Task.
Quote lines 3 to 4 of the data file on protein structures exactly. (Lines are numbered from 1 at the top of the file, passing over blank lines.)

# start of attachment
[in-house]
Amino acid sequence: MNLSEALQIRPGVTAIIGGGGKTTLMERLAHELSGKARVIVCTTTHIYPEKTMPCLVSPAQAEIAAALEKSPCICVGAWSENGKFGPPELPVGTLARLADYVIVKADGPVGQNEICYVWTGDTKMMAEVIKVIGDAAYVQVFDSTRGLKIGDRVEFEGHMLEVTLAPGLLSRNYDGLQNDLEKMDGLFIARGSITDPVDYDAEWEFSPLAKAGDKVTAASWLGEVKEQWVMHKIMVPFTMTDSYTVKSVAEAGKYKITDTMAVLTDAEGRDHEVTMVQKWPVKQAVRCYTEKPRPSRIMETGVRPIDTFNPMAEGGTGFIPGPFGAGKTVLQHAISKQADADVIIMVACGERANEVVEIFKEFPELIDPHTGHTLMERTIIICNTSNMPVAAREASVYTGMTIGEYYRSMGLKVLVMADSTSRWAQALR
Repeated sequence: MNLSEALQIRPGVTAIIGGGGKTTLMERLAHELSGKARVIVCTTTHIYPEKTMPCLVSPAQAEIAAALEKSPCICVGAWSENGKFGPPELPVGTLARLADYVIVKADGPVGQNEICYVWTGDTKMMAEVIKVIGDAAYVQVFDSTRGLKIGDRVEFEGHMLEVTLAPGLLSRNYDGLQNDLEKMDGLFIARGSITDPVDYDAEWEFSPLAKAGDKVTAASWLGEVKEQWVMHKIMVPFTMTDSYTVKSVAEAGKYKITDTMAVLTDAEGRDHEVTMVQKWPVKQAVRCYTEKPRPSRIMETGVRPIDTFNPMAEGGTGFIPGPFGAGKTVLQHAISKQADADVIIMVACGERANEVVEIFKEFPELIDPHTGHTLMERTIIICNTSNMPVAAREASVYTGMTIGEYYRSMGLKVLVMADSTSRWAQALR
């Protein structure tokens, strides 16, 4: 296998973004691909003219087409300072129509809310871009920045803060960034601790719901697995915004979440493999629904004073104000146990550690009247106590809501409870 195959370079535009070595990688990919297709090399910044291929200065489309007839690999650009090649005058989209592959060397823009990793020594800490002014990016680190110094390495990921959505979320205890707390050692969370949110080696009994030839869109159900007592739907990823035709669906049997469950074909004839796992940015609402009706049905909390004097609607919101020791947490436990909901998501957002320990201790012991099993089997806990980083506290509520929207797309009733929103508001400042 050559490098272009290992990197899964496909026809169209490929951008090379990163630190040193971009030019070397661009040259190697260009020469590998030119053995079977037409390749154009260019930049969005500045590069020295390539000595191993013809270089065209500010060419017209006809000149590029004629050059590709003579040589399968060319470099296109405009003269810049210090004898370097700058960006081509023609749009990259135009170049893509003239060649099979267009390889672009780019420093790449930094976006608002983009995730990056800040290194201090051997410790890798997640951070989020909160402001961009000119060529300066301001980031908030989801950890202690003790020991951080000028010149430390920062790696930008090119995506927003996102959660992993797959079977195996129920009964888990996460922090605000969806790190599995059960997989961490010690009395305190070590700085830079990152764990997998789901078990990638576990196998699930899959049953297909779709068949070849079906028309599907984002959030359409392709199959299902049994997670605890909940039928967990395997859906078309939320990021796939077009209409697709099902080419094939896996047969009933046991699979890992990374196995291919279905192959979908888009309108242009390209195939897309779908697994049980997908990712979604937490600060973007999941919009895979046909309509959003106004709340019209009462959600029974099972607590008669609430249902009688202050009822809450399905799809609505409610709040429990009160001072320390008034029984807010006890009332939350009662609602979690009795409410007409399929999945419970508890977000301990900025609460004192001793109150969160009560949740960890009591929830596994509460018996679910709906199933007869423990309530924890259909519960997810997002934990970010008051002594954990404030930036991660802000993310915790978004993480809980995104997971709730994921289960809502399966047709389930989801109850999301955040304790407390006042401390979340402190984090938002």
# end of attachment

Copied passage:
Repeated sequence: MNLSEALQIRPGVTAIIGGGGKTTLMERLAHELSGKARVIVCTTTHIYPEKTMPCLVSPAQAEIAAALEKSPCICVGAWSENGKFGPPELPVGTLARLADYVIVKADGPVGQNEICYVWTGDTKMMAEVIKVIGDAAYVQVFDSTRGLKIGDRVEFEGHMLEVTLAPGLLSRNYDGLQNDLEKMDGLFIARGSITDPVDYDAEWEFSPLAKAGDKVTAASWLGEVKEQWVMHKIMVPFTMTDSYTVKSVAEAGKYKITDTMAVLTDAEGRDHEVTMVQKWPVKQAVRCYTEKPRPSRIMETGVRPIDTFNPMAEGGTGFIPGPFGAGKTVLQHAISKQADADVIIMVACGERANEVVEIFKEFPELIDPHTGHTLMERTIIICNTSNMPVAAREASVYTGMTIGEYYRSMGLKVLVMADSTSRWAQALR
């Protein structure tokens, strides 16, 4: 296998973004691909003219087409300072129509809310871009920045803060960034601790719901697995915004979440493999629904004073104000146990550690009247106590809501409870 195959370079535009070595990688990919297709090399910044291929200065489309007839690999650009090649005058989209592959060397823009990793020594800490002014990016680190110094390495990921959505979320205890707390050692969370949110080696009994030839869109159900007592739907990823035709669906049997469950074909004839796992940015609402009706049905909390004097609607919101020791947490436990909901998501957002320990201790012991099993089997806990980083506290509520929207797309009733929103508001400042 050559490098272009290992990197899964496909026809169209490929951008090379990163630190040193971009030019070397661009040259190697260009020469590998030119053995079977037409390749154009260019930049969005500045590069020295390539000595191993013809270089065209500010060419017209006809000149590029004629050059590709003579040589399968060319470099296109405009003269810049210090004898370097700058960006081509023609749009990259135009170049893509003239060649099979267009390889672009780019420093790449930094976006608002983009995730990056800040290194201090051997410790890798997640951070989020909160402001961009000119060529300066301001980031908030989801950890202690003790020991951080000028010149430390920062790696930008090119995506927003996102959660992993797959079977195996129920009964888990996460922090605000969806790190599995059960997989961490010690009395305190070590700085830079990152764990997998789901078990990638576990196998699930899959049953297909779709068949070849079906028309599907984002959030359409392709199959299902049994997670605890909940039928967990395997859906078309939320990021796939077009209409697709099902080419094939896996047969009933046991699979890992990374196995291919279905192959979908888009309108242009390209195939897309779908697994049980997908990712979604937490600060973007999941919009895979046909309509959003106004709340019209009462959600029974099972607590008669609430249902009688202050009822809450399905799809609505409610709040429990009160001072320390008034029984807010006890009332939350009662609602979690009795409410007409399929999945419970508890977000301990900025609460004192001793109150969160009560949740960890009591929830596994509460018996679910709906199933007869423990309530924890259909519960997810997002934990970010008051002594954990404030930036991660802000993310915790978004993480809980995104997971709730994921289960809502399966047709389930989801109850999301955040304790407390006042401390979340402190984090938002």